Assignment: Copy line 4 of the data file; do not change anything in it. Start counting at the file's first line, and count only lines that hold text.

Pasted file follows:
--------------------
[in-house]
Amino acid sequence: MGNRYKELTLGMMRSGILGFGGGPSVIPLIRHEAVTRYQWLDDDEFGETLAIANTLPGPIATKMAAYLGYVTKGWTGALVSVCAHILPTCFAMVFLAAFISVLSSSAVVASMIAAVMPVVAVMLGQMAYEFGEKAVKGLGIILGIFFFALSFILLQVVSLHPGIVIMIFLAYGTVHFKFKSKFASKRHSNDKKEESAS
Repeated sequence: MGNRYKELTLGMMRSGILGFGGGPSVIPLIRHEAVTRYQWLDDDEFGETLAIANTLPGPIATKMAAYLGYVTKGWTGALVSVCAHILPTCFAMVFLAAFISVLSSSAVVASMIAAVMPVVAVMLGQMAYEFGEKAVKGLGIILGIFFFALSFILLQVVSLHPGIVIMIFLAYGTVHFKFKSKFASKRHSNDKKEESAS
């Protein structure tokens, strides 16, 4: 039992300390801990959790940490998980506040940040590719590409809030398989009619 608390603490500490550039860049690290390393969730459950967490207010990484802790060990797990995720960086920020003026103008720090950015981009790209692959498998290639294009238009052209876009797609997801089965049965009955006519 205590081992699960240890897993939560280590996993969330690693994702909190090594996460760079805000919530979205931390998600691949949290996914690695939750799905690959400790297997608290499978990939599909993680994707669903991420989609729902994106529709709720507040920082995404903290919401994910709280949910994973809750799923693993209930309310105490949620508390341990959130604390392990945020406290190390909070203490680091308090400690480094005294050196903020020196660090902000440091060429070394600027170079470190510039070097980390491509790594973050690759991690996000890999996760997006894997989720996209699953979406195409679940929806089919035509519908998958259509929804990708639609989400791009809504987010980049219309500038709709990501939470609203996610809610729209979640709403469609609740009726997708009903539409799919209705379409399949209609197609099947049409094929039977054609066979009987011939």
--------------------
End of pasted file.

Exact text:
């Protein structure tokens, strides 16, 4: 039992300390801990959790940490998980506040940040590719590409809030398989009619 608390603490500490550039860049690290390393969730459950967490207010990484802790060990797990995720960086920020003026103008720090950015981009790209692959498998290639294009238009052209876009797609997801089965049965009955006519 205590081992699960240890897993939560280590996993969330690693994702909190090594996460760079805000919530979205931390998600691949949290996914690695939750799905690959400790297997608290499978990939599909993680994707669903991420989609729902994106529709709720507040920082995404903290919401994910709280949910994973809750799923693993209930309310105490949620508390341990959130604390392990945020406290190390909070203490680091308090400690480094005294050196903020020196660090902000440091060429070394600027170079470190510039070097980390491509790594973050690759991690996000890999996760997006894997989720996209699953979406195409679940929806089919035509519908998958259509929804990708639609989400791009809504987010980049219309500038709709990501939470609203996610809610729209979640709403469609609740009726997708009903539409799919209705379409399949209609197609099947049409094929039977054609066979009987011939």